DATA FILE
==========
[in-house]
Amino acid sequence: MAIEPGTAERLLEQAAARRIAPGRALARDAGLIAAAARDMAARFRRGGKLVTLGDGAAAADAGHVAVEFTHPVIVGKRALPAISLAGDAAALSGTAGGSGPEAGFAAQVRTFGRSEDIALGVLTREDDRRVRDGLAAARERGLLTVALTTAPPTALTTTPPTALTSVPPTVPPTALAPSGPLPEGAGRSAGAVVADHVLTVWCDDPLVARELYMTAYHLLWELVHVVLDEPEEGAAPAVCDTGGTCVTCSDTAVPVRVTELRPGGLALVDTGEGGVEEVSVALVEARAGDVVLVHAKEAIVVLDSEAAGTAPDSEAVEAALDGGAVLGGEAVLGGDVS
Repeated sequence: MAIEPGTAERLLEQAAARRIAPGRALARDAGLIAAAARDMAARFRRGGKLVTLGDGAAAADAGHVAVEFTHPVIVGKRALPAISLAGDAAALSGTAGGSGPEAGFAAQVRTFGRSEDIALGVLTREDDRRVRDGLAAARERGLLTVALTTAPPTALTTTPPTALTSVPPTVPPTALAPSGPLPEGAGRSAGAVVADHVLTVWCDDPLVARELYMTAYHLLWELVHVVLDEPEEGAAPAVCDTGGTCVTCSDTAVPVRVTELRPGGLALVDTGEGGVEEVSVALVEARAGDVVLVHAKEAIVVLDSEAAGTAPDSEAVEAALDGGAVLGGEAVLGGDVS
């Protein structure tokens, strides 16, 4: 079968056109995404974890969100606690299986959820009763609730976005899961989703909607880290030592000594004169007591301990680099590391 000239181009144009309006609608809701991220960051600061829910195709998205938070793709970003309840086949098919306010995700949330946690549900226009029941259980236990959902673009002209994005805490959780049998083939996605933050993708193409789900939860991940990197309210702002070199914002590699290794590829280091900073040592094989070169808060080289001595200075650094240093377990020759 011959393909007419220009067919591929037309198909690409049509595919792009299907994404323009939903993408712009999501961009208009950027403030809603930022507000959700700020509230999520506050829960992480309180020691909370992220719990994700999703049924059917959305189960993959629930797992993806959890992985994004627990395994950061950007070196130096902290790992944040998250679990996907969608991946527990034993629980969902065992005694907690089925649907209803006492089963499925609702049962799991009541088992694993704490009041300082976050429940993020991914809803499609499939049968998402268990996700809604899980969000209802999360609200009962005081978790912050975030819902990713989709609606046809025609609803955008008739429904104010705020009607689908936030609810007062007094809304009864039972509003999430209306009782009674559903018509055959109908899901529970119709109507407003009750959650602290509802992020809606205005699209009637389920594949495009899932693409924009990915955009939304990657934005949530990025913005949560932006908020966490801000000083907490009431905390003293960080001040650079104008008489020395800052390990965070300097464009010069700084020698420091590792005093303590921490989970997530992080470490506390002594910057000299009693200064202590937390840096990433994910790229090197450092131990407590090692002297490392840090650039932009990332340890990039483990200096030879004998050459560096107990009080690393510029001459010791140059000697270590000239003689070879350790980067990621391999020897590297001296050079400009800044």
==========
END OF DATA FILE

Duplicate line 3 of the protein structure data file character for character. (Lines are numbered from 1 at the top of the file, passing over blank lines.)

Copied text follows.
Repeated sequence: MAIEPGTAERLLEQAAARRIAPGRALARDAGLIAAAARDMAARFRRGGKLVTLGDGAAAADAGHVAVEFTHPVIVGKRALPAISLAGDAAALSGTAGGSGPEAGFAAQVRTFGRSEDIALGVLTREDDRRVRDGLAAARERGLLTVALTTAPPTALTTTPPTALTSVPPTVPPTALAPSGPLPEGAGRSAGAVVADHVLTVWCDDPLVARELYMTAYHLLWELVHVVLDEPEEGAAPAVCDTGGTCVTCSDTAVPVRVTELRPGGLALVDTGEGGVEEVSVALVEARAGDVVLVHAKEAIVVLDSEAAGTAPDSEAVEAALDGGAVLGGEAVLGGDVS